The purpose of the moot is to foster the study of international commercial law and arbitration for resolution of international business disputes through its application to a concrete problem of a client and to train law leaders of tomorrow in methods of alternative dispute resolution. This year, the problem centers on a multi-party dispute stemming from a contract for more than $2 million worth of polo shirts produced by a subcontractor that was found to use child labor.
“This is a problem that stretches across multiple national jurisdictions and raises difficult substantive and procedural issues,” said Karl Bayer ’76, an Austin-based arbitrator who is coaching the UT team along with Energy Center Executive Director Melinda Taylor ’86 and Renee Kolar ’12, herself a recent Vis participant. “Our students have analyzed it thoroughly and have developed some powerful arguments.”
The UT team, which is being sponsored by the Energy Centre, has four members – Rebecca Bennie, Jonathan Schultz, Zachary Chittick, Brett Rosenthal. For months, the students have devoted their Wednesday nights and more than a few weekends to drafting their brief and sharpening their oral arguments.
In fact, as the competition approached, the students rehearsed before prominent international arbitration practitioners like Jim Loftis ’90, the head of the International Dispute Resolution practice at Vinson & Elkins and the chair of the Energy Center’s advisory board.
“UT fields a good team every year, but this year our team is truly exceptional,” Taylor said. “We have high expectations for them.”
Over the last two years, the University of Texas School of Law has been offering an innovative course that requires students to write petitions, comments, and other regulatory products in lieu of seminar papers. The students (called collectively the University of Texas Regulatory Oversight Group, or UTROG) focus on particularly complicated environmental problems for which there is often a lack of engagement by at least one main affected group, whether it be the general public, farmers, or small businesses.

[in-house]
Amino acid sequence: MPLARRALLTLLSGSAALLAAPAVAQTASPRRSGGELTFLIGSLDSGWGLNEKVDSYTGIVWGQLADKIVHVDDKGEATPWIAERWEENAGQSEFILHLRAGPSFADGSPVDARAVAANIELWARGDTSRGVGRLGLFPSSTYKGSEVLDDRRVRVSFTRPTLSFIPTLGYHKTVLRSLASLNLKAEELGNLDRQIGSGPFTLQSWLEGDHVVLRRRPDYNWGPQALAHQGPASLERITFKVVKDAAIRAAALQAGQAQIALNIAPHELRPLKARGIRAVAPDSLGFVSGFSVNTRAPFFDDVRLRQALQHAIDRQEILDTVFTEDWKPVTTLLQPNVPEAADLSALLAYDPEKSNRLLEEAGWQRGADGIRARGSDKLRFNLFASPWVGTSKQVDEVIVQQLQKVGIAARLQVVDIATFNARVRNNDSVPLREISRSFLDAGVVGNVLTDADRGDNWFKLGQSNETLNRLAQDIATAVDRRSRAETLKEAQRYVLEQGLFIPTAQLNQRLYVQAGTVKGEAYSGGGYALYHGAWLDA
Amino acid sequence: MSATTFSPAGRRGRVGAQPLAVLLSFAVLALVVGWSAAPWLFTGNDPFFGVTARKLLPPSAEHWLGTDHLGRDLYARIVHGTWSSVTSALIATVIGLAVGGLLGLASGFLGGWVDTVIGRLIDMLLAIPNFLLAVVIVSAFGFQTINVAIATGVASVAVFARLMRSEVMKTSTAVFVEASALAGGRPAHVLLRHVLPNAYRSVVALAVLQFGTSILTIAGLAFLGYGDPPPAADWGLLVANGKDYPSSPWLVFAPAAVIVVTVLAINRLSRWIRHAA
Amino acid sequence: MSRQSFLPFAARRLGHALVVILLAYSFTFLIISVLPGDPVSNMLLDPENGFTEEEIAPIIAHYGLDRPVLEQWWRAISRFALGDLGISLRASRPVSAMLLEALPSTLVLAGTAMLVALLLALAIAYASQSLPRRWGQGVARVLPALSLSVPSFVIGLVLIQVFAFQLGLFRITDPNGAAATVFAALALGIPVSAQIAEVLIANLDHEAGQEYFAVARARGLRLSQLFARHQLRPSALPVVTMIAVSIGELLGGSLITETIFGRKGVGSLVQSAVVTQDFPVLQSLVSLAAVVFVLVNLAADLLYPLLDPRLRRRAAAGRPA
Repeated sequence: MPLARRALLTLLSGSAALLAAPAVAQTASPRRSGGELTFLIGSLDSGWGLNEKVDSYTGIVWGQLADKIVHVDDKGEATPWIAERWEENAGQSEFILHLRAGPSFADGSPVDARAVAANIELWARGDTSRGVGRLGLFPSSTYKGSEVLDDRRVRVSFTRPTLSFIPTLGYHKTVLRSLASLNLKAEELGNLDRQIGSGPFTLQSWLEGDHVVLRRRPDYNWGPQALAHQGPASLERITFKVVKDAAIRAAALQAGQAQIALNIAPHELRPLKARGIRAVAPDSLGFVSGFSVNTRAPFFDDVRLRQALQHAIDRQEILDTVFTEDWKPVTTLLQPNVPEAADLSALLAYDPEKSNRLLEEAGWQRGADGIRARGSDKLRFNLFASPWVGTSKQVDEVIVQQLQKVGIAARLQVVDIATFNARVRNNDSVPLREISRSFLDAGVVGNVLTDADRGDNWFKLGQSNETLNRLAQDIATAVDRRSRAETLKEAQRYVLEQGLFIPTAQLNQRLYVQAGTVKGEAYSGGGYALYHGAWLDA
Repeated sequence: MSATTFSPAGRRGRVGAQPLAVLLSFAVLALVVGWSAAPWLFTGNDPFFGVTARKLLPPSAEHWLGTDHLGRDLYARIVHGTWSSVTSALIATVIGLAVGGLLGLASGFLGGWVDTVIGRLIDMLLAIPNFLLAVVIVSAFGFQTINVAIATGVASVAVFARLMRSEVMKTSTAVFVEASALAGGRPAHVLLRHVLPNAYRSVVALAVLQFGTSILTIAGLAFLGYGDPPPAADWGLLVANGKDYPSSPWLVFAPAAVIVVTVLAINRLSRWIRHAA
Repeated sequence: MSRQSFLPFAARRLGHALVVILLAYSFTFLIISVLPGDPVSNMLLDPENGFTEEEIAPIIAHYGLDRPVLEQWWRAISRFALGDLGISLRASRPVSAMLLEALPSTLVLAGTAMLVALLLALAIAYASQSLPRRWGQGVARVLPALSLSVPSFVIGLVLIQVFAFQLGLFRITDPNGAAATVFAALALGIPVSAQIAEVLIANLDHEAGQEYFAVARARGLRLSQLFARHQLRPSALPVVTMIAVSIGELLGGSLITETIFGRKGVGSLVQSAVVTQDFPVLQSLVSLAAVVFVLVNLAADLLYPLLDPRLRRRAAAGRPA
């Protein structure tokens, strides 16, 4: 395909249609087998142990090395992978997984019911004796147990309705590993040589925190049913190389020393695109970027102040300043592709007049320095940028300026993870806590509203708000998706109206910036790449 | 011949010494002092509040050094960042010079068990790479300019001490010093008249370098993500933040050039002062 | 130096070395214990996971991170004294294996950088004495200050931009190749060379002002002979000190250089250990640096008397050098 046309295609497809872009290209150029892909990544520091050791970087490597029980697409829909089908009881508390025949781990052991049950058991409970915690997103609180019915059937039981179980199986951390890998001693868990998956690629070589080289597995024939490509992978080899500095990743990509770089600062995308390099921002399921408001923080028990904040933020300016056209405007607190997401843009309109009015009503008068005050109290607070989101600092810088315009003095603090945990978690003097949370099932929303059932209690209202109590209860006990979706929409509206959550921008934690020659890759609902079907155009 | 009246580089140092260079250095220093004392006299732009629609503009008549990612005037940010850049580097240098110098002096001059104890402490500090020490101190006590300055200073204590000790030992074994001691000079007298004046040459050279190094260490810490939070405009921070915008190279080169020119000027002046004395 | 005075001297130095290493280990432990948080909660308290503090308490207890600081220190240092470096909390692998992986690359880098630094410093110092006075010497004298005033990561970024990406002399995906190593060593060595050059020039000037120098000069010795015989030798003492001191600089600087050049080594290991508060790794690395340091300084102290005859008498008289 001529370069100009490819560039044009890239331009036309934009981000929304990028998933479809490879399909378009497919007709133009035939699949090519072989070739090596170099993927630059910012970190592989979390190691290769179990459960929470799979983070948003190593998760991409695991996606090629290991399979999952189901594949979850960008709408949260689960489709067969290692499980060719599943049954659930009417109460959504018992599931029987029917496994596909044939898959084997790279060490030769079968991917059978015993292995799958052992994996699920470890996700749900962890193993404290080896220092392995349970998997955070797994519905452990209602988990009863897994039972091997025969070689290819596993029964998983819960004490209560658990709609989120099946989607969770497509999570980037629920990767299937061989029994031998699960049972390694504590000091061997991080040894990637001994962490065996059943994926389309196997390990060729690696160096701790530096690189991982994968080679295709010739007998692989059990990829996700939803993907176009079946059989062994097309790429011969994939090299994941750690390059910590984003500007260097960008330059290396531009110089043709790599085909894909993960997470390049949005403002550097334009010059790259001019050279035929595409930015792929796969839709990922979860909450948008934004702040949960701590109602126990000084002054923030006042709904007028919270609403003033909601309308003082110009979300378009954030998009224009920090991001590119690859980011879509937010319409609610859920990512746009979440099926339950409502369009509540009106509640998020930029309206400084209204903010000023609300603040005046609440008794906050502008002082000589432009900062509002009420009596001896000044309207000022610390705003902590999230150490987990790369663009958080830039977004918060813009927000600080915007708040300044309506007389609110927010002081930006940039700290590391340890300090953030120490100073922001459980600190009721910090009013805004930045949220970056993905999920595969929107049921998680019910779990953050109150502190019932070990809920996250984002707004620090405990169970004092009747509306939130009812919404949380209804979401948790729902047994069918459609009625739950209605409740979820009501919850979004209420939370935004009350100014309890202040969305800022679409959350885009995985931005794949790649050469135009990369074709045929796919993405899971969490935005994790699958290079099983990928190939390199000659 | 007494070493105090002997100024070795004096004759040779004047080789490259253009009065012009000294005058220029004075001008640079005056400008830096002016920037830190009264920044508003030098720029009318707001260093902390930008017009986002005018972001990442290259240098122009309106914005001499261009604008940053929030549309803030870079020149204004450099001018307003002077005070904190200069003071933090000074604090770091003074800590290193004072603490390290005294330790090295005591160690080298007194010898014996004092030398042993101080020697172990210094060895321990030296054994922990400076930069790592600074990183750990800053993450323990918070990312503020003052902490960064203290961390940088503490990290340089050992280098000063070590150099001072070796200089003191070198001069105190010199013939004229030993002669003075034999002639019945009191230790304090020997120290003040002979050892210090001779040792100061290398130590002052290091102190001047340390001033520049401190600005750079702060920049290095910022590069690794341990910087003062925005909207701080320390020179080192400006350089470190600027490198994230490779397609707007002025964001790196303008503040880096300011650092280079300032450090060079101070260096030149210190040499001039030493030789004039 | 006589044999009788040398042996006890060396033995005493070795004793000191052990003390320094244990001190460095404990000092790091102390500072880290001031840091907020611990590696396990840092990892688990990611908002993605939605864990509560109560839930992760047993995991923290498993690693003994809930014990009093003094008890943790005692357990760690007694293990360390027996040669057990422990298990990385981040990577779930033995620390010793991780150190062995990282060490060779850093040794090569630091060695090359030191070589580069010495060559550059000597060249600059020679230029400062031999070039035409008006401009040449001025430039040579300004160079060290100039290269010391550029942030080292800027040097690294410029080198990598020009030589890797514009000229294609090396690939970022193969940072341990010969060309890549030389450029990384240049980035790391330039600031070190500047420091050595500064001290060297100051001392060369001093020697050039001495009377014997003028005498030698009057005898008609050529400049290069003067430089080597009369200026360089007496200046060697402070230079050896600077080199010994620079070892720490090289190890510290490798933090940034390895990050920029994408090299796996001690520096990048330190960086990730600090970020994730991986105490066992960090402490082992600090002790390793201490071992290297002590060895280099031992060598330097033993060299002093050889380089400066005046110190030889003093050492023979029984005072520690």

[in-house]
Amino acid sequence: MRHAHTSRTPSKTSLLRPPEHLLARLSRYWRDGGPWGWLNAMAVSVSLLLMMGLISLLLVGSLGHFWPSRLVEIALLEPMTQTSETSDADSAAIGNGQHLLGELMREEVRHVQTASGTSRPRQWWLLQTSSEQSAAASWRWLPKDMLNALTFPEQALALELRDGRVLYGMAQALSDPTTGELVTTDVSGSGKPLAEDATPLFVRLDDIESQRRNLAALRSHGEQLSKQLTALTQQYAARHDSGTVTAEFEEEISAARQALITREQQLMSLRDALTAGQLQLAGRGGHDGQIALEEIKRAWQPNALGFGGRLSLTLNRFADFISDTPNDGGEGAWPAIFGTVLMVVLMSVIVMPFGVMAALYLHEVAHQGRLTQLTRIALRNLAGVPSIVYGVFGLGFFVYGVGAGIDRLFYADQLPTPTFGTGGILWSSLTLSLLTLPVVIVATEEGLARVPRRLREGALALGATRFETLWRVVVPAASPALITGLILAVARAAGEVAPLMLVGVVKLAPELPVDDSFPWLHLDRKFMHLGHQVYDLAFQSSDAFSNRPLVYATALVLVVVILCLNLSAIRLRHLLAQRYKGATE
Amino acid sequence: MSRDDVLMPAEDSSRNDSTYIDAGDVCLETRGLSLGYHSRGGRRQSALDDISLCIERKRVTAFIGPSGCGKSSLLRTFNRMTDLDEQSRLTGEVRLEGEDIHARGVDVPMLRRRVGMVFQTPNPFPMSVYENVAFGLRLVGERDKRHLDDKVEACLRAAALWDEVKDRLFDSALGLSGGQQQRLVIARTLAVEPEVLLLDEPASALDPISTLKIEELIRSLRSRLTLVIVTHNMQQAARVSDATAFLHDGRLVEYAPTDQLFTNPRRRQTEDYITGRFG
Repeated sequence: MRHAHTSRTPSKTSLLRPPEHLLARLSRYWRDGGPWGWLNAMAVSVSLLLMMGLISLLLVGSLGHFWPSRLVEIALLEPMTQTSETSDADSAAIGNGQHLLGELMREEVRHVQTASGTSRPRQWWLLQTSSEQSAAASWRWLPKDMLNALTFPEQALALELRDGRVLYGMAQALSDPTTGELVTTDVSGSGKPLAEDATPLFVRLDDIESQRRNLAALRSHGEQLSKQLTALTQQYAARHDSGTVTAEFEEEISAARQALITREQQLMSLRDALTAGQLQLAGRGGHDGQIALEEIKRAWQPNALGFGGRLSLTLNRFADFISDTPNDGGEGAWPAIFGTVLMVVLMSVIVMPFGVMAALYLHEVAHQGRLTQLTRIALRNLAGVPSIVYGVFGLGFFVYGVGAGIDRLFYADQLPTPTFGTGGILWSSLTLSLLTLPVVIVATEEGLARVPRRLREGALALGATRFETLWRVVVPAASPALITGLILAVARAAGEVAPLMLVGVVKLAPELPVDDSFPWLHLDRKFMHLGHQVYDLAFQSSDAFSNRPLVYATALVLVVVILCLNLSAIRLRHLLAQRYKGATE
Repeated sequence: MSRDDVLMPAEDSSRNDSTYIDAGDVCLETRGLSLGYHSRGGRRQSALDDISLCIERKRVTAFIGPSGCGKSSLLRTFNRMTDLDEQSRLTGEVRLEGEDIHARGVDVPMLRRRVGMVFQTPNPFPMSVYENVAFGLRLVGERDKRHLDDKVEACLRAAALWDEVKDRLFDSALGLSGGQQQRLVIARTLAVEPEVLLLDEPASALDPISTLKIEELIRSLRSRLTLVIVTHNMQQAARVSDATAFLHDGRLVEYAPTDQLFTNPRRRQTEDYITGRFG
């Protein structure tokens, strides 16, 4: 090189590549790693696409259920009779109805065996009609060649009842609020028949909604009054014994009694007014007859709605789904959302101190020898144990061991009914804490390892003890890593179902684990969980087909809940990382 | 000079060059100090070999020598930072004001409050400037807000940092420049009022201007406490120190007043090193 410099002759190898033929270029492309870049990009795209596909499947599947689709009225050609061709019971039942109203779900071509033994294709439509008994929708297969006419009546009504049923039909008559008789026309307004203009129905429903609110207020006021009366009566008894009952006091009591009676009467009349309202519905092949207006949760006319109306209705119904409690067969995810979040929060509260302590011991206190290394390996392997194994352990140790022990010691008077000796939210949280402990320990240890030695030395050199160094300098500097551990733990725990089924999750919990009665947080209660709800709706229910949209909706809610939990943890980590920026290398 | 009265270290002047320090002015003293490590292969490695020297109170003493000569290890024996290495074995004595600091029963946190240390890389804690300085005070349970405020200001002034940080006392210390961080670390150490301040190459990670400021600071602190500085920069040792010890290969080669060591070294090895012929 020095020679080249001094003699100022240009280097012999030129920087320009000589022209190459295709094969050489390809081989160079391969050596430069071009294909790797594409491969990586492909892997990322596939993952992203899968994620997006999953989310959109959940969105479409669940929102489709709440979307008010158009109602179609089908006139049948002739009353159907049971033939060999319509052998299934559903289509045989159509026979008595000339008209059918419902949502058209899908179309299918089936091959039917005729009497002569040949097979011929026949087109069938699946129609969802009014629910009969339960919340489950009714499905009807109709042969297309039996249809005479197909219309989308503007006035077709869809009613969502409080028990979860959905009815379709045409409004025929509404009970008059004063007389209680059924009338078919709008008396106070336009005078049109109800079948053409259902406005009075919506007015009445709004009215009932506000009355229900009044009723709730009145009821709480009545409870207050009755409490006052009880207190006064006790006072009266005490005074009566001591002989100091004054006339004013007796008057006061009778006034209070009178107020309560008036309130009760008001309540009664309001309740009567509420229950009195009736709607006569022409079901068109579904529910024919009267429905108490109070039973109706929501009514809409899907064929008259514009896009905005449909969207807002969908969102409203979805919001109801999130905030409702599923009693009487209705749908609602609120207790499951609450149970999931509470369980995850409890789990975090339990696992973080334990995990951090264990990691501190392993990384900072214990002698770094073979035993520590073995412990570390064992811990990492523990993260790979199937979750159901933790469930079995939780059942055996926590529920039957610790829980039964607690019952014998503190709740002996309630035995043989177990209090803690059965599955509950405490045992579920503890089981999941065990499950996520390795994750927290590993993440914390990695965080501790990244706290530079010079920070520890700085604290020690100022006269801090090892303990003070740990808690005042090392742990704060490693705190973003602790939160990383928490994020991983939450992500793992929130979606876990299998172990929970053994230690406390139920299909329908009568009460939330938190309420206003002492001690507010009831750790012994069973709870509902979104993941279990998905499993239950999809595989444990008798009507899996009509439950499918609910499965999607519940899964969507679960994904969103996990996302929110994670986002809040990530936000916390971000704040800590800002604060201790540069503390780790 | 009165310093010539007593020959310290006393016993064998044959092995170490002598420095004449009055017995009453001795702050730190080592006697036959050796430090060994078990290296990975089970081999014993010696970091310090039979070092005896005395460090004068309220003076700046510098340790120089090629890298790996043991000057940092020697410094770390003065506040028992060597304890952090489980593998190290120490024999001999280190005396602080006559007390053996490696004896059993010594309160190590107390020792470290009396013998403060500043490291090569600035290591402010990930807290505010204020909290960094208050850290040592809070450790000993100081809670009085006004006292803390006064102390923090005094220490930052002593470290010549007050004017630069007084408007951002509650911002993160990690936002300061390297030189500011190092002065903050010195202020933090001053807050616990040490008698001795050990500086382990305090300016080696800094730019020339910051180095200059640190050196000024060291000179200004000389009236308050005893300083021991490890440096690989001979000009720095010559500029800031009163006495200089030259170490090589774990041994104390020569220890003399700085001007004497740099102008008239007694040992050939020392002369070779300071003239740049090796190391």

Since there are no clients, identifying both the problem and possible solutions for these applied projects are done primarily by the students in ways reminiscent of the open-ended public interest work of the 1970’s. Over the last two years, the Group has tackled issues ranging from worker protection standards, to trade secret protections, to fracing, to drought prevention.
On March 20, 2013, UTROG launched its first work product – a petition, directed at the Occupational Safety and Health Administration (OSHA). The petition requests OSHA to provide more public information on the high performing facilities programs. Facilities that qualify to be part of this particular OSHA program enjoy reduced enforcement and a reputational boost for being classified as particularly safe, but the facilities’ application and record of exemplary compliance are not publicly available. What is worse, after qualifying, several of these “best performers” appear to have maintained unsafe workplaces that caused the death of workers. The petition can be found here.
Stay tuned on the fate of the OSHA petition as well as other work products that will be emerging soon from the course. It is our hope that UTROG may be the beginning of a larger network of courses at other law schools. If you are interested in learning more about UTROG, please contact Wendy Wagner or Jeremy Brown.